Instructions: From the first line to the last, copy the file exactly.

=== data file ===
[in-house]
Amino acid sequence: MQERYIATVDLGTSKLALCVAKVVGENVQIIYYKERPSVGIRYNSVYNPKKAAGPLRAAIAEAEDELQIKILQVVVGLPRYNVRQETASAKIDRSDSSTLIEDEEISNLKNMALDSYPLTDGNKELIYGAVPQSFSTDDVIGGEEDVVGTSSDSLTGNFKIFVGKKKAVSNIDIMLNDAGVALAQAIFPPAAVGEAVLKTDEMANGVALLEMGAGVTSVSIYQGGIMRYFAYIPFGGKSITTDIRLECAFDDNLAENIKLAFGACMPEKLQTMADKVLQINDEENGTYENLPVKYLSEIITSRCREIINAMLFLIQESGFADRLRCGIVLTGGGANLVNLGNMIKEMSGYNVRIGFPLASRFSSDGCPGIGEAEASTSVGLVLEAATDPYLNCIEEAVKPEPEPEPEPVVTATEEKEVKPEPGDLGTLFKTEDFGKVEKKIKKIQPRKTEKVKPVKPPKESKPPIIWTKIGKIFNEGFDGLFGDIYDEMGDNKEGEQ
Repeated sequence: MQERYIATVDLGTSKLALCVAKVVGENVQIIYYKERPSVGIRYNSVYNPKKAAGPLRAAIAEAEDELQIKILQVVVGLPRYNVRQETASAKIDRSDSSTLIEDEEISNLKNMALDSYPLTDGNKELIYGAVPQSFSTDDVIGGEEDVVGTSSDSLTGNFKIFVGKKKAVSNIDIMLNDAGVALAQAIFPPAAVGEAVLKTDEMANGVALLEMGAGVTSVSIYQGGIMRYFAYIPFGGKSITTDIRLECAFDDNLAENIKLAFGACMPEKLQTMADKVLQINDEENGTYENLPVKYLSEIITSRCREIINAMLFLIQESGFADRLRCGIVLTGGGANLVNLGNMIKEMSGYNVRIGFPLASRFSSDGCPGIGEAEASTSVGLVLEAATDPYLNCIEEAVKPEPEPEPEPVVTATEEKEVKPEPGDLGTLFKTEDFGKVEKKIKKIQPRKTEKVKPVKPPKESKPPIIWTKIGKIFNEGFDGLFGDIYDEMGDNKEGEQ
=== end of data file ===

[in-house]
Amino acid sequence: MQERYIATVDLGTSKLALCVAKVVGENVQIIYYKERPSVGIRYNSVYNPKKAAGPLRAAIAEAEDELQIKILQVVVGLPRYNVRQETASAKIDRSDSSTLIEDEEISNLKNMALDSYPLTDGNKELIYGAVPQSFSTDDVIGGEEDVVGTSSDSLTGNFKIFVGKKKAVSNIDIMLNDAGVALAQAIFPPAAVGEAVLKTDEMANGVALLEMGAGVTSVSIYQGGIMRYFAYIPFGGKSITTDIRLECAFDDNLAENIKLAFGACMPEKLQTMADKVLQINDEENGTYENLPVKYLSEIITSRCREIINAMLFLIQESGFADRLRCGIVLTGGGANLVNLGNMIKEMSGYNVRIGFPLASRFSSDGCPGIGEAEASTSVGLVLEAATDPYLNCIEEAVKPEPEPEPEPVVTATEEKEVKPEPGDLGTLFKTEDFGKVEKKIKKIQPRKTEKVKPVKPPKESKPPIIWTKIGKIFNEGFDGLFGDIYDEMGDNKEGEQ
Repeated sequence: MQERYIATVDLGTSKLALCVAKVVGENVQIIYYKERPSVGIRYNSVYNPKKAAGPLRAAIAEAEDELQIKILQVVVGLPRYNVRQETASAKIDRSDSSTLIEDEEISNLKNMALDSYPLTDGNKELIYGAVPQSFSTDDVIGGEEDVVGTSSDSLTGNFKIFVGKKKAVSNIDIMLNDAGVALAQAIFPPAAVGEAVLKTDEMANGVALLEMGAGVTSVSIYQGGIMRYFAYIPFGGKSITTDIRLECAFDDNLAENIKLAFGACMPEKLQTMADKVLQINDEENGTYENLPVKYLSEIITSRCREIINAMLFLIQESGFADRLRCGIVLTGGGANLVNLGNMIKEMSGYNVRIGFPLASRFSSDGCPGIGEAEASTSVGLVLEAATDPYLNCIEEAVKPEPEPEPEPVVTATEEKEVKPEPGDLGTLFKTEDFGKVEKKIKKIQPRKTEKVKPVKPPKESKPPIIWTKIGKIFNEGFDGLFGDIYDEMGDNKEGEQ